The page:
In pursuit of these objectives, companies are prepared to invest heavily in new plant and equipment. However, in many cases, real savings and improvements in efficiency can be achieved relatively simply and at relatively low cost by focussing on cutting energy usage and reducing product wastage.
With valves, pumps and fans used widely in food and beverage production, the possibilities for energy savings are considerable. Take compressed air, for example; its generation is equivalent to about 10 per cent of industry's total electricity usage, rising to 30 per cent in some sectors. This highlights why companies have compelling reasons to pursue energy saving initiatives in this area, typically by avoiding leakage in their systems, and by employing more efficient compressor installations. However, one area that has been neglected, until now, is improved process valve control techniques, which can lead to reduced compressed air use through the adoption of on-actuator or in-actuator pneumatic solenoid valves.
At present, the majority of pneumatically piloted valves on production and process lines centralise pneumatic control around valve islands in a control cabinet or enclosure. This arrangement means that the pipework carrying the pilot pressure to the actual valve from the valve island can travel for many metres before it reaches the valve head. As a result, the venting cycle of the valves operation will exhaust proportionately more air than is necessary.
The solution to this problem is Burkert's type 1066 valve control heads. Developed for use in the food, beverage and pharmaceutical industries, these units provide a decentralised method of opening and closing of process valves automatically, eliminating the need for the wasteful venting of control air normally associated with pneumatic tubing between the process valve and its related control solenoid valve.
The control heads integrate electrical and pneumatic control components as well as position feedback units and, optionally, fieldbus interfaces for AS-Interface or DeviceNet. They are mounted directly above the valve body, and, because there is little or no distance between the actuator and the valve that it is piloting, there is no air bleed: it is sealed. With this system the pressure feed goes directly into the valve head and the control signal is supplied either from a local closed loop control sensor or switch; or from a PLC/machine controller via a control bus - AS-Interface or DeviceNet - or multipole (parallel) directly into the valve.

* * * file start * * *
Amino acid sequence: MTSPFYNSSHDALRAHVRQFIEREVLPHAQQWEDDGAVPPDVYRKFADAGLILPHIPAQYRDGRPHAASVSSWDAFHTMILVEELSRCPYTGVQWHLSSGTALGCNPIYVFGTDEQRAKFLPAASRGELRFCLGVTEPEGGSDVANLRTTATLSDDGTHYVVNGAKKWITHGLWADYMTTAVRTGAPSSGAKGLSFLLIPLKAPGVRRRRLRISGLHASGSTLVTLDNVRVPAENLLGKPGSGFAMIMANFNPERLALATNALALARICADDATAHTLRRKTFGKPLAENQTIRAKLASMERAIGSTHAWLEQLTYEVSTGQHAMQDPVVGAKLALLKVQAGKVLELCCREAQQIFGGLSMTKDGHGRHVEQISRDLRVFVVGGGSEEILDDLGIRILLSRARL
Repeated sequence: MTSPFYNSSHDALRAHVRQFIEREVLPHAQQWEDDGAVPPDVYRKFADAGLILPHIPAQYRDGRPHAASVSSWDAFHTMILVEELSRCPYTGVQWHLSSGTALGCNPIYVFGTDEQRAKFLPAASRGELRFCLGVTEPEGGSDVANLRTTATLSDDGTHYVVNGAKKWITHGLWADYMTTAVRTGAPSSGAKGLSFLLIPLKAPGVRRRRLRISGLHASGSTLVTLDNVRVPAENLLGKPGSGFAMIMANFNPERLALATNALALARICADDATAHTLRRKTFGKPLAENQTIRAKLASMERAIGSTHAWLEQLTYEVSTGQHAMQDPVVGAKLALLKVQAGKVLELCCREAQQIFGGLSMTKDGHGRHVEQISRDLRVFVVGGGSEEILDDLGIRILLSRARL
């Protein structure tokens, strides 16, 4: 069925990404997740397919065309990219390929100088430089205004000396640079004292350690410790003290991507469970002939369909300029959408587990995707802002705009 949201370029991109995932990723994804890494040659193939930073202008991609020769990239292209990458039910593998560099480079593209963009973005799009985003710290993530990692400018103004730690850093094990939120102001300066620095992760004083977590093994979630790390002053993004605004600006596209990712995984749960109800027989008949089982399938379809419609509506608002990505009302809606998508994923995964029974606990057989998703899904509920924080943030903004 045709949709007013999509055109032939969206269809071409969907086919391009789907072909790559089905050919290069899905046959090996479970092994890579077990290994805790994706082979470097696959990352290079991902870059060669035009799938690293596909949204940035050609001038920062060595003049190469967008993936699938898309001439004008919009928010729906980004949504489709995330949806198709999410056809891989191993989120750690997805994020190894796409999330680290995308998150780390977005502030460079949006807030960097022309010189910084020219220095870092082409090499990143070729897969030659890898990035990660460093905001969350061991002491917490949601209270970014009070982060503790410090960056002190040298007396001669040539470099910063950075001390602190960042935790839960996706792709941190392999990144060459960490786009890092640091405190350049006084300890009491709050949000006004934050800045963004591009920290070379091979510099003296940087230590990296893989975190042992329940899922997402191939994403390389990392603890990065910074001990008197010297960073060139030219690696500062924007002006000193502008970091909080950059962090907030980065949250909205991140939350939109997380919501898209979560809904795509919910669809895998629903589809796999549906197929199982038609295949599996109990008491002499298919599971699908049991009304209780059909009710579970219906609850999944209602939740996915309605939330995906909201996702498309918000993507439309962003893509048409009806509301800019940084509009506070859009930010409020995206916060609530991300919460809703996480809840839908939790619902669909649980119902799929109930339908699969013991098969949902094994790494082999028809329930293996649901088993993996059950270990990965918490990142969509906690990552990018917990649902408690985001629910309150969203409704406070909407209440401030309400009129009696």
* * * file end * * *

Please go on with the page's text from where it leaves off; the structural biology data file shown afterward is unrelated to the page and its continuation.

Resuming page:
Similarly, adopting digital positioners with integral solenoid valve control heads for regulating modulating process control valves will automatically lead to air savings, as these will normally ensure zero-air use in their stable state. The traditional technique of process valve positioners incorporating pneumatic flapper-nozzle systems means that air is being bled constantly, even when the valve is at rest. This can average the equivalent of a 0.75kW (or one-horsepower) in compressed air for every twenty valves in operation; a large process site can therefore be using a vast amount of energy - unnecessarily.
Choosing the option of an embedded PID process controller, working in conjunction with the positioner, provides a fast-acting, decentralised control loop in combination with the associated process sensor. This arrangement also reduces complexity and saves unnecessary components and wiring.
Where the problem is wastage rather than energy reduction, this can be improved greatly by accurate monitoring of process fluids, using new, innovative techniques of pH and conductivity measurement, as provided by Burkert's new 8201 and 8221 units. With probes made to the highest standards of surface finish, and with the use of glass-free, food quality materials, the opportunity now exists for measuring and controlling process lines during production and cleaning.
- Burkert Fluid Control Systems is based in Brimscombe, Stroud, Gloucestershire, UK. www.burkert.co.uk